He really needed to invest in a map. As it turned out, he and Thorn plodded into Terik Hollow a few days after their first meeting. Larger than both Venegry and Pennfold, Briar later found out – from a drunken, rambling man in the first tavern he happened to find – it was the last town before the wilds of North Forest. Anything beyond that was taking one’s life in hand trying to traverse the terrain. Of course, the other three cardinal directions were still available, though going straight east was a bit of problem, considering the Bremmick-Saleca Mountains ran in an L-shape, the longest leg of it stretching out along the border between the North Country and the Territories.

                Briar had wound up with a lapful of passed-out drunk after that little nugget of information, Thorn rolling nearly to the Fae’s ear to get away from any errantly swiping hands.

                “He’s harmless,” the barmaid assured him, stepping from behind the counter to heave the muscle mass pinning Briar to his chair upright again. “Large, but harmless.”

                “Thank you.” Briar paid her for the drink he hadn’t touched, tipped her extra, and secreted the dwindling monies away into the bottom of his knapsack again. It was the same bag Coryn had gifted him when he’d left Pennfold, and it held what she had given him. Anything he’d made in terms of wages he’d left with Lily and Miles.

                He stepped outside the tavern, staring up at the clear summer sky with a sudden shiver. This was the time of year even the drifters were looking for a safe haven to brave the upcoming winter in, and he was still wandering aimlessly throughout the countryside. Chased by the Red Order, too.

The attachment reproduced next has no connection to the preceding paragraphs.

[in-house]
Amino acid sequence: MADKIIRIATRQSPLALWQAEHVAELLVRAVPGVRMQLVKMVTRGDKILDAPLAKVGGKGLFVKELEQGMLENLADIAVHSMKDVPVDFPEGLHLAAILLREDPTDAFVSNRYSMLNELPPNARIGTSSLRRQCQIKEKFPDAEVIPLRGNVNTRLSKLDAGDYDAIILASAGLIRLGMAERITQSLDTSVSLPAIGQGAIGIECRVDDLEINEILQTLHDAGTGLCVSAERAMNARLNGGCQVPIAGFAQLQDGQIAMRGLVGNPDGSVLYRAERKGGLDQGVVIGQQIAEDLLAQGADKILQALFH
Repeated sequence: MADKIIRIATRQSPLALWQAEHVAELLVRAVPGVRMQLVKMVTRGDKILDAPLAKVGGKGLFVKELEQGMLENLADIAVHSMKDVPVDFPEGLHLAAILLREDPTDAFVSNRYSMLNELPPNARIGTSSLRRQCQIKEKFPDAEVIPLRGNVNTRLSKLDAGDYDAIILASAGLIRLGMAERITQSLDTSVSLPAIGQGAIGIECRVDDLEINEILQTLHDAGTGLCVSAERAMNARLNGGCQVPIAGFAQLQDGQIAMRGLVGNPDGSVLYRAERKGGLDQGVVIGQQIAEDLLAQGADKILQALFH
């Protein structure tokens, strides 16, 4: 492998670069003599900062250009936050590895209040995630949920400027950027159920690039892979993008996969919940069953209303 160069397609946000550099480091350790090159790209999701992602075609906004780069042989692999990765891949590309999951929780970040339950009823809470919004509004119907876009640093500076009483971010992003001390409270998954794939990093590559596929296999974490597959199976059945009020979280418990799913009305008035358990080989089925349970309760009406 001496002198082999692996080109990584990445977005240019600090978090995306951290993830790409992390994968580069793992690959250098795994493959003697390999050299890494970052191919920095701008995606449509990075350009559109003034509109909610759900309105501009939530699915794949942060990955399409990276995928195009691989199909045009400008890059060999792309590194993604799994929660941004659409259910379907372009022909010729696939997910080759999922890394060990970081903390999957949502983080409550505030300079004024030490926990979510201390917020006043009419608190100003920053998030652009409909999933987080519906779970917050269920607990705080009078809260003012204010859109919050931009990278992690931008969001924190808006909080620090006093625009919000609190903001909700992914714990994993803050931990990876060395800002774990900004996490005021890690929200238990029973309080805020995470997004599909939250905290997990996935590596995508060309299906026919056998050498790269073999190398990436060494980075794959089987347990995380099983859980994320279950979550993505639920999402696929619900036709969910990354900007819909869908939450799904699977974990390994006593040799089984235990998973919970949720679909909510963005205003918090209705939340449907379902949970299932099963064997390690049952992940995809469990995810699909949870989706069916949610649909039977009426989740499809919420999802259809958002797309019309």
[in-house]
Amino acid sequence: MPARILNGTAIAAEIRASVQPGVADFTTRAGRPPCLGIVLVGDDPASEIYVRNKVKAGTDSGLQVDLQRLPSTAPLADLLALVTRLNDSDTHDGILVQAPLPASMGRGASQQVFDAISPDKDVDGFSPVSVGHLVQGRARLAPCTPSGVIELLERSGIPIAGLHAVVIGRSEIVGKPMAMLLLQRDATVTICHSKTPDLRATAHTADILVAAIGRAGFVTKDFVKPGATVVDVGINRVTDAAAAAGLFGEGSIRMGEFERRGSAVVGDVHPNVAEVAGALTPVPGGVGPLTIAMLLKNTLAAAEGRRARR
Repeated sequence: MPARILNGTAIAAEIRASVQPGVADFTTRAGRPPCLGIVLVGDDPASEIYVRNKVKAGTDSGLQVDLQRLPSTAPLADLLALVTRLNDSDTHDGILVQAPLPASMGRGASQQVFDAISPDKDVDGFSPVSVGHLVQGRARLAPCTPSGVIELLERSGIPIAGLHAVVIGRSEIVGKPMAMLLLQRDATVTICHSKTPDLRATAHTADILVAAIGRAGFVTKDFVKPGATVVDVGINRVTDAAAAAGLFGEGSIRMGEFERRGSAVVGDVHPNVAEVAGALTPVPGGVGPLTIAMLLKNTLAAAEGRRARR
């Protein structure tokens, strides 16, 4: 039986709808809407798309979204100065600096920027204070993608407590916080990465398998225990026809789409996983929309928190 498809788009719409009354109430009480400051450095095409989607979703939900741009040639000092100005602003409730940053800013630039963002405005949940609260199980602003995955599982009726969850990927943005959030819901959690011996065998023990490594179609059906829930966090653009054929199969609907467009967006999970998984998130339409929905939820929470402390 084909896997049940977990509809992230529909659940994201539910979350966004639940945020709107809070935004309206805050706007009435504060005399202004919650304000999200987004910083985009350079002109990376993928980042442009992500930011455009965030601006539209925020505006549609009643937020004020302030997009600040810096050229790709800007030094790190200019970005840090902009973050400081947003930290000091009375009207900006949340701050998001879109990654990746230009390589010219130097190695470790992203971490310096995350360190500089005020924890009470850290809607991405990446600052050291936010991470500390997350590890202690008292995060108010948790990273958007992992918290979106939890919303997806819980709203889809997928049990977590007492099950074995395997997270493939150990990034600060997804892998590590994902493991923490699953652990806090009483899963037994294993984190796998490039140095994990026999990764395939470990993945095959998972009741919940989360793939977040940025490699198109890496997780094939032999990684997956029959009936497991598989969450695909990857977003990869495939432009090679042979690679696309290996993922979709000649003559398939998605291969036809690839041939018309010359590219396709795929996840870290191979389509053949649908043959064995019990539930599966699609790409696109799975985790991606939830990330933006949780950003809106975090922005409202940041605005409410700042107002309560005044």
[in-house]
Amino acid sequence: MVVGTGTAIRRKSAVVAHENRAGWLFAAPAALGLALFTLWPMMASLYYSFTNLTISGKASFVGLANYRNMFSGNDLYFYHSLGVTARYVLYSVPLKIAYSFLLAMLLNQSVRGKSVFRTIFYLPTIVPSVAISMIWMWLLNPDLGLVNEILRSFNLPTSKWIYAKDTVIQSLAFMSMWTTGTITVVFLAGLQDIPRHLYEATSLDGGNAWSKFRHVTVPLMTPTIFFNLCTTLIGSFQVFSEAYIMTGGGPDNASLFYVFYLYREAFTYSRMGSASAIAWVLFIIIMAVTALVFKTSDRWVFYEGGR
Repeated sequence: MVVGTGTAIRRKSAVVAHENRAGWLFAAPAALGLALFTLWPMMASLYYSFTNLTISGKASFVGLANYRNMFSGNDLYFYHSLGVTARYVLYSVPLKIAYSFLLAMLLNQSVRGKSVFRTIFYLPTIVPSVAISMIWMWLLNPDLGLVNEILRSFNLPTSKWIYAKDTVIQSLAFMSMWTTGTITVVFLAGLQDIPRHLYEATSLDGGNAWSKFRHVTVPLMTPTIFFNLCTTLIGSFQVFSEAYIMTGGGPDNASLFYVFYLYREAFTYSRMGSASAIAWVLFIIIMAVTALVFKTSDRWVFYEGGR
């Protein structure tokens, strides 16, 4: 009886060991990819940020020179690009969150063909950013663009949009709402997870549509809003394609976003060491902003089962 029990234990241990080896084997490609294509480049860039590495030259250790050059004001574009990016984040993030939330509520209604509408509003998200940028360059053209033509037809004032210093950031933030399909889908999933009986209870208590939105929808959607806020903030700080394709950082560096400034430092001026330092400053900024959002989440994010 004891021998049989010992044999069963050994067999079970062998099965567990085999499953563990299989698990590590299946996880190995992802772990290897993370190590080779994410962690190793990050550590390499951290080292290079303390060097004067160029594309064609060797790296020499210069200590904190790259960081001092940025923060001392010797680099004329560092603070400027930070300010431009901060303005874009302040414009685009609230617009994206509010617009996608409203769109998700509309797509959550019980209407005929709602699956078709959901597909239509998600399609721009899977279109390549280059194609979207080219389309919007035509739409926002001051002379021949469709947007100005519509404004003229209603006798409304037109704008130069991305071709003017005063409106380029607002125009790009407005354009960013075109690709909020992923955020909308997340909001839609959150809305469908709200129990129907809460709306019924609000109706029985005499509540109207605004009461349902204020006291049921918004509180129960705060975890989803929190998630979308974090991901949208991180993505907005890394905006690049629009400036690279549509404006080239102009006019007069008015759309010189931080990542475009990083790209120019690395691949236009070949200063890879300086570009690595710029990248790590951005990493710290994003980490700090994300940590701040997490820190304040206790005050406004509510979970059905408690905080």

Maybe it’s all in your head. They don’t want you. You have no magic. That’s what they’re after, and they don’t want you.

                Thorn rolled up toward Briar’s chin and then back down, settling once more under his collar.

                “You are no help, you know that?” Briar whispered.

                Tighten. Relax. Tighten. Relax. Seemed both of them knew.

                The shortest distance was between two points, and communities larger than a cluster of houses more than a hundred yards apart made him twitchy. Heedless of the time of day, he headed down the cobbled street. If Terik Hollow was arranged like Pennfold, then he would be able to follow the central road all the way through town center and out the other side.

                Briar always did like direct routes.

                Row houses loomed on either side for a long while until the streets opened into a large square. A statue of Lev and Cyren has robed figures in masks graced the middle of the cobblestone area. His mind took him back to a different place. The fountain in Pennfold was gone, along with its godly tribute, and Briar hadn’t gotten the chance to see the manifestation of his love and grief for his best friend before he’d been run out.

                He gave the statue a wide berth and continued on. The streets were empty, lights illuminating the homes from within to cast patches of darkness on the sidewalks.